Apple's iPhone 6 goes on Sale in China October 17 after Assuring China's Ministry that there's no Secret Backdoors
According to a new report this morning, the iPhone 6 will be available for sale in China starting on Oct 17, after rigorous regulatory scrutiny which led Apple to reassure the Chinese government that their new smartphones didn't have security "backdoors" through which U.S. agencies can access users' data. Apple won approval to sell the phones after also addressing risks of personal information leaks related to the operating system's diagnostic tools, China's Ministry of Industry and Information Technology (MIIT) said on its website on Tuesday.
According to Reuters, "The iPhone 6 and 6 Plus were released on Sept 19 in the United States and elsewhere, but regulatory delay meant Chinese consumers had to wait. The initial lack of a China launch date caught analysts by surprise because of Apple's repeated comments about the importance of the world's biggest smartphone market.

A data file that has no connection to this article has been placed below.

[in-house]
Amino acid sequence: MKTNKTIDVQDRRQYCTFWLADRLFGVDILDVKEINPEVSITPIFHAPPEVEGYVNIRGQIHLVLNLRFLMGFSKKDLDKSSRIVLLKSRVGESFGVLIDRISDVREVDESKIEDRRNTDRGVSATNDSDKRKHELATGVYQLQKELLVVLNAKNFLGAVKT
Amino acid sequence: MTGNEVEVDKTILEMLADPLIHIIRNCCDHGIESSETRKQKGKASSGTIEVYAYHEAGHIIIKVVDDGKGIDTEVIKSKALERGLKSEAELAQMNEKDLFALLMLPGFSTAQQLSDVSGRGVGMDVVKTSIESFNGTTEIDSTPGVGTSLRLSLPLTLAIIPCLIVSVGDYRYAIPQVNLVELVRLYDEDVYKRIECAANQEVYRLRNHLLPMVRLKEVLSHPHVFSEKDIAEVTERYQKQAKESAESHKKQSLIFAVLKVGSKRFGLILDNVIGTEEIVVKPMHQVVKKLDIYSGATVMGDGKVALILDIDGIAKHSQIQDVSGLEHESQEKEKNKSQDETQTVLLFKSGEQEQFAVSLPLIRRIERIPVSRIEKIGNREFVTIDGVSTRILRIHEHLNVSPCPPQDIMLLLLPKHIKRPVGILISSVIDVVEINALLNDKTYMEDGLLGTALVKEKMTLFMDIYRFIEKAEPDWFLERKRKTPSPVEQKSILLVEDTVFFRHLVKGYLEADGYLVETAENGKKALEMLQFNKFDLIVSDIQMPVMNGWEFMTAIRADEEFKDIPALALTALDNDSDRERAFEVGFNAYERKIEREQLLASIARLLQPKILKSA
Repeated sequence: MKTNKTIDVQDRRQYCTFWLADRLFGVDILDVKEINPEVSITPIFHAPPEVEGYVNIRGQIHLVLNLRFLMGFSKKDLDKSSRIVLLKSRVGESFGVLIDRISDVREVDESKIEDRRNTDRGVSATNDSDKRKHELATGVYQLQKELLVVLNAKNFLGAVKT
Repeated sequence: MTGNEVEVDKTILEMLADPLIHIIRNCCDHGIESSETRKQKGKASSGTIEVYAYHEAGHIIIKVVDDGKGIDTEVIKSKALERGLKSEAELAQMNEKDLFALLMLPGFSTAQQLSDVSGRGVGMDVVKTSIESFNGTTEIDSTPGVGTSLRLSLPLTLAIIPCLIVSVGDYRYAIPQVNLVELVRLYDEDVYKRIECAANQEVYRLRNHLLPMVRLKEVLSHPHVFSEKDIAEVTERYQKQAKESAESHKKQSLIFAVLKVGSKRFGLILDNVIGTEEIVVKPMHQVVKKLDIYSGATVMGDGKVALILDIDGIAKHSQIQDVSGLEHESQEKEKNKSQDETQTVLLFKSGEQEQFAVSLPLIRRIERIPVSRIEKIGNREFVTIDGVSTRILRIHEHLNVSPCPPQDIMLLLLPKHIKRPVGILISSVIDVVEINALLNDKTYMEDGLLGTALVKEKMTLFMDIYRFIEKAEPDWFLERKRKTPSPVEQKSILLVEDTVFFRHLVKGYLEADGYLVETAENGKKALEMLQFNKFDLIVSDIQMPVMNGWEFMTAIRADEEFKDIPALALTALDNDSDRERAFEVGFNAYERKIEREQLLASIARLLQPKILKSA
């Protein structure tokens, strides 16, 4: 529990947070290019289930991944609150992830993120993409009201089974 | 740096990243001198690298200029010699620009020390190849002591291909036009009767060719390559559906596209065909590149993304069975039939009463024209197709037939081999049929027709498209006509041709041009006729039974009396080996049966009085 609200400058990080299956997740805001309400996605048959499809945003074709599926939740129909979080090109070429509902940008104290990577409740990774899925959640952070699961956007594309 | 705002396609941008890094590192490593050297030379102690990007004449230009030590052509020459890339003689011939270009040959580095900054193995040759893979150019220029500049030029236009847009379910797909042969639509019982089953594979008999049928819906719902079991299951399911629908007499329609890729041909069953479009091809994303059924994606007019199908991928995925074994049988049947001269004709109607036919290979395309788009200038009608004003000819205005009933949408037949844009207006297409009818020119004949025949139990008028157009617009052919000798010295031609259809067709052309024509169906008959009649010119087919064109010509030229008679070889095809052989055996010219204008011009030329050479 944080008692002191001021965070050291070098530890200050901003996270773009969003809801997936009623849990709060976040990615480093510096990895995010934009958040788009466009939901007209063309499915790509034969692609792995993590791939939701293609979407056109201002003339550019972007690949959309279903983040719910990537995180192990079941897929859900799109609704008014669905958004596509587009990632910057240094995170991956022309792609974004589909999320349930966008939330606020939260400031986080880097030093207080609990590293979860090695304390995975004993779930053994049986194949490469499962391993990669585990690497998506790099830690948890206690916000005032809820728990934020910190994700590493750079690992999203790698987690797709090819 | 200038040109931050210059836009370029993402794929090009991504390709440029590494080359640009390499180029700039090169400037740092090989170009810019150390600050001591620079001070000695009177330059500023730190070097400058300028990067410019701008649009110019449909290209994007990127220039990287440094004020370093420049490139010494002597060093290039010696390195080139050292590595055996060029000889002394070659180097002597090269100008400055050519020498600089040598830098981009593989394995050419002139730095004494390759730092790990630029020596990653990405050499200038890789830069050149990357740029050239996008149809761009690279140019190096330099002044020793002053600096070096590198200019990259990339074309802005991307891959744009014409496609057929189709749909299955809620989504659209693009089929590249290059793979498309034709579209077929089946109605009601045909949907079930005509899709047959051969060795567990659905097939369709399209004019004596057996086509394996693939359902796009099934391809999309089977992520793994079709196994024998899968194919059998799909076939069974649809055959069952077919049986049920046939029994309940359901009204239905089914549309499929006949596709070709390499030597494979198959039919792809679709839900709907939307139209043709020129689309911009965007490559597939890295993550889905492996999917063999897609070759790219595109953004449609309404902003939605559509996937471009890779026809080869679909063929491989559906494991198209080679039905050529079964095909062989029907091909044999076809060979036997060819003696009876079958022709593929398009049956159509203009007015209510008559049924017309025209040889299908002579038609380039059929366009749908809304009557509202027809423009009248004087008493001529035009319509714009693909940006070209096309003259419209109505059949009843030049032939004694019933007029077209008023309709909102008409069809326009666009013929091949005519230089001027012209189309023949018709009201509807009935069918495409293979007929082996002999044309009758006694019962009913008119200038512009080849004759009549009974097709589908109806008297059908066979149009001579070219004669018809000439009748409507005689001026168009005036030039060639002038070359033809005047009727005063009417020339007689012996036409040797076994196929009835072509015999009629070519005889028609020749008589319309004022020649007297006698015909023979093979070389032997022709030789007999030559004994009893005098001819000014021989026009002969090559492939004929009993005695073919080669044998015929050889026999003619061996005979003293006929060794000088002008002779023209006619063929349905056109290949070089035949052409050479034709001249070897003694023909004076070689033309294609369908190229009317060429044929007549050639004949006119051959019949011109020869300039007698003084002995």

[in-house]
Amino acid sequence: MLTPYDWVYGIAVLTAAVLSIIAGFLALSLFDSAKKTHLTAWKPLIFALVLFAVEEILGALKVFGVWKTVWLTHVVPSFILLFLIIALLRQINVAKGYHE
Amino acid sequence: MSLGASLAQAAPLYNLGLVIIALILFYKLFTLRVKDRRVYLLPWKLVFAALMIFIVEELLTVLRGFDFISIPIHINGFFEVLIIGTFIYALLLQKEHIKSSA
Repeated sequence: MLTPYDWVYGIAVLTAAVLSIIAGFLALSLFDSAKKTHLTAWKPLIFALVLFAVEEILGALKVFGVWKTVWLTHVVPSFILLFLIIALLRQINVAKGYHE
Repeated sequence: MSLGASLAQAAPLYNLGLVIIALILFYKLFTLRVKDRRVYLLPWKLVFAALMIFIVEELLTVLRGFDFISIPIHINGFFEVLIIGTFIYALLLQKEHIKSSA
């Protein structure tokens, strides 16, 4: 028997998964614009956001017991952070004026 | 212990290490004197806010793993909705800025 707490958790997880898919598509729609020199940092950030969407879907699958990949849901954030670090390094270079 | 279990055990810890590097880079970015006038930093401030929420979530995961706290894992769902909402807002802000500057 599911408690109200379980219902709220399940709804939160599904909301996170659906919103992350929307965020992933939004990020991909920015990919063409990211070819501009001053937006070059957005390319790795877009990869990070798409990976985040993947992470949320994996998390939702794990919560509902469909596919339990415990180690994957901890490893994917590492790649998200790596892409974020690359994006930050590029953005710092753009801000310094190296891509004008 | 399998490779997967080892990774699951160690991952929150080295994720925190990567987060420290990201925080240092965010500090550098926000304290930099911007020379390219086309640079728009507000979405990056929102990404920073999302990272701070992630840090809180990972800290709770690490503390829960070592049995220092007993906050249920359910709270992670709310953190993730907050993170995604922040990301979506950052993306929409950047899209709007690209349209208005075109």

Apple and other American technology companies have been subject to greater scrutiny in China after former U.S. National Security Agency contractor Edward Snowden last year revealed spying and surveillance campaigns, including programs that obtained private data through U.S. technology firms.
In July, Chinese state media accused Apple of providing user data to U.S. agencies and called for 'severe punishment'. Apple responded by publicly denying the existence of backdoors."
China scrutinized the iPhone 6 for Potential Backdoor Security Issues
Reuters further noted that "China's Ministry of Industry and Information Technology (MIIT) said it conducted "rigorous security testing" on the iPhone 6 and held talks with Apple on the issue, and that Apple shared with the ministry materials related to the potential security issues.
Apple told the MIIT it had adopted new security measures in its latest smartphone operating system, iOS 8, and promised that it had never installed backdoors into its products or services to allow access for any government agency in any country, the MIIT said."
Earlier this month Apple was looking to hire a head of law enforcement in Beijing to deal with user data requests from China's government after it began storing private data on Chinese soil for the first time last month. For more on this on this latest news, see the Reuters full report. For more on Apple's press release about the iPhone's debut later next month, click here.